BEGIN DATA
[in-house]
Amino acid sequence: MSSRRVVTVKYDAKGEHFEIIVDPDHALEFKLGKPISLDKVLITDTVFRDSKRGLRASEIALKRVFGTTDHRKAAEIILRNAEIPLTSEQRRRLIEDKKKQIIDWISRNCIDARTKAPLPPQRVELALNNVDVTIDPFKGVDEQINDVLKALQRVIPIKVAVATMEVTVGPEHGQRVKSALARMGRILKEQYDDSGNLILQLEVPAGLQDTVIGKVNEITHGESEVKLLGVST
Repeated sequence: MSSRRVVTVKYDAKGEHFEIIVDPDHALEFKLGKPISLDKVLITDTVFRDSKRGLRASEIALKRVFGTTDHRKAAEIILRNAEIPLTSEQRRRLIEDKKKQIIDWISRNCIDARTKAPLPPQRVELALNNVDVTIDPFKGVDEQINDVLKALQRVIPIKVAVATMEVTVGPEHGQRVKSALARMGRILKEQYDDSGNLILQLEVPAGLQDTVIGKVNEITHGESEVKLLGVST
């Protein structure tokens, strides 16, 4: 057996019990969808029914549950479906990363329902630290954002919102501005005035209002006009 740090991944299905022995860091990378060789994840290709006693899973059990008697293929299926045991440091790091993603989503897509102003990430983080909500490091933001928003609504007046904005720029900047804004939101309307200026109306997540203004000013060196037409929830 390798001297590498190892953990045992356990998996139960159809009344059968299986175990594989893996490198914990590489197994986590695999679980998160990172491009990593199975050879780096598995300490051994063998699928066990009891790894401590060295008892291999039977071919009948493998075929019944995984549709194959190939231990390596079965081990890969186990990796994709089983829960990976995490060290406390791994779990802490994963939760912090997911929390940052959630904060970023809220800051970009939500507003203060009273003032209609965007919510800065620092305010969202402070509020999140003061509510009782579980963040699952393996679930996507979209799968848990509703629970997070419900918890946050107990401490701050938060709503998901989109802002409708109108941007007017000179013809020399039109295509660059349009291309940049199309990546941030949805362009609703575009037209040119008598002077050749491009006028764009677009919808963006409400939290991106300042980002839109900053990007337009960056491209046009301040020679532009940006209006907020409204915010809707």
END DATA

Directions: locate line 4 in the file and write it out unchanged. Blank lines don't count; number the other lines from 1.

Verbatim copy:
């Protein structure tokens, strides 16, 4: 057996019990969808029914549950479906990363329902630290954002919102501005005035209002006009 740090991944299905022995860091990378060789994840290709006693899973059990008697293929299926045991440091790091993603989503897509102003990430983080909500490091933001928003609504007046904005720029900047804004939101309307200026109306997540203004000013060196037409929830 390798001297590498190892953990045992356990998996139960159809009344059968299986175990594989893996490198914990590489197994986590695999679980998160990172491009990593199975050879780096598995300490051994063998699928066990009891790894401590060295008892291999039977071919009948493998075929019944995984549709194959190939231990390596079965081990890969186990990796994709089983829960990976995490060290406390791994779990802490994963939760912090997911929390940052959630904060970023809220800051970009939500507003203060009273003032209609965007919510800065620092305010969202402070509020999140003061509510009782579980963040699952393996679930996507979209799968848990509703629970997070419900918890946050107990401490701050938060709503998901989109802002409708109108941007007017000179013809020399039109295509660059349009291309940049199309990546941030949805362009609703575009037209040119008598002077050749491009006028764009677009919808963006409400939290991106300042980002839109900053990007337009960056491209046009301040020679532009940006209006907020409204915010809707």